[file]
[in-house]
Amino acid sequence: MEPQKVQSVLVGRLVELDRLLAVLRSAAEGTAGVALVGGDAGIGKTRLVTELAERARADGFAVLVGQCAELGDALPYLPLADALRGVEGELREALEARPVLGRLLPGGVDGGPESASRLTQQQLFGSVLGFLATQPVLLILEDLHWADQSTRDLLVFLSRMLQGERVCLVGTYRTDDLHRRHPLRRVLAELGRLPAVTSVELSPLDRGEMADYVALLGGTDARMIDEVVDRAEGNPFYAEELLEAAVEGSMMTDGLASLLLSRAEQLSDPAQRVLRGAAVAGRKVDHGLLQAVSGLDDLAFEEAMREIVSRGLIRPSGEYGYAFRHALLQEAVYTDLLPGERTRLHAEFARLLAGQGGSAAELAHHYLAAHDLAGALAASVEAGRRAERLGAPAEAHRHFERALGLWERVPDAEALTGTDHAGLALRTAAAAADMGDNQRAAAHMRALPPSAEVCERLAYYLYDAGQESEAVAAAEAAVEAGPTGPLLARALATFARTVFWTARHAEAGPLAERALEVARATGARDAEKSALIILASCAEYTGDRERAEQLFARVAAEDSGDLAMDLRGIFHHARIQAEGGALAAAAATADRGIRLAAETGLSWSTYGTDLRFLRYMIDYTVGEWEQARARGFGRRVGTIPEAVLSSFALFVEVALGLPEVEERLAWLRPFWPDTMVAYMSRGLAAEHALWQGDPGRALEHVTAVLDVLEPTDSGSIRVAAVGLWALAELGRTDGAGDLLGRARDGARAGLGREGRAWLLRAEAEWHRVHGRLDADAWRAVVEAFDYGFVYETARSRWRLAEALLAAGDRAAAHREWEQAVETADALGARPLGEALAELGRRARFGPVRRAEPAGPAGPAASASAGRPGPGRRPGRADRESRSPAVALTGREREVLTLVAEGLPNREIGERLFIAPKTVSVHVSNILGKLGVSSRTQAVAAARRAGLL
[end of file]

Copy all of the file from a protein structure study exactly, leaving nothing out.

[in-house]
Amino acid sequence: MEPQKVQSVLVGRLVELDRLLAVLRSAAEGTAGVALVGGDAGIGKTRLVTELAERARADGFAVLVGQCAELGDALPYLPLADALRGVEGELREALEARPVLGRLLPGGVDGGPESASRLTQQQLFGSVLGFLATQPVLLILEDLHWADQSTRDLLVFLSRMLQGERVCLVGTYRTDDLHRRHPLRRVLAELGRLPAVTSVELSPLDRGEMADYVALLGGTDARMIDEVVDRAEGNPFYAEELLEAAVEGSMMTDGLASLLLSRAEQLSDPAQRVLRGAAVAGRKVDHGLLQAVSGLDDLAFEEAMREIVSRGLIRPSGEYGYAFRHALLQEAVYTDLLPGERTRLHAEFARLLAGQGGSAAELAHHYLAAHDLAGALAASVEAGRRAERLGAPAEAHRHFERALGLWERVPDAEALTGTDHAGLALRTAAAAADMGDNQRAAAHMRALPPSAEVCERLAYYLYDAGQESEAVAAAEAAVEAGPTGPLLARALATFARTVFWTARHAEAGPLAERALEVARATGARDAEKSALIILASCAEYTGDRERAEQLFARVAAEDSGDLAMDLRGIFHHARIQAEGGALAAAAATADRGIRLAAETGLSWSTYGTDLRFLRYMIDYTVGEWEQARARGFGRRVGTIPEAVLSSFALFVEVALGLPEVEERLAWLRPFWPDTMVAYMSRGLAAEHALWQGDPGRALEHVTAVLDVLEPTDSGSIRVAAVGLWALAELGRTDGAGDLLGRARDGARAGLGREGRAWLLRAEAEWHRVHGRLDADAWRAVVEAFDYGFVYETARSRWRLAEALLAAGDRAAAHREWEQAVETADALGARPLGEALAELGRRARFGPVRRAEPAGPAGPAASASAGRPGPGRRPGRADRESRSPAVALTGREREVLTLVAEGLPNREIGERLFIAPKTVSVHVSNILGKLGVSSRTQAVAAARRAGLL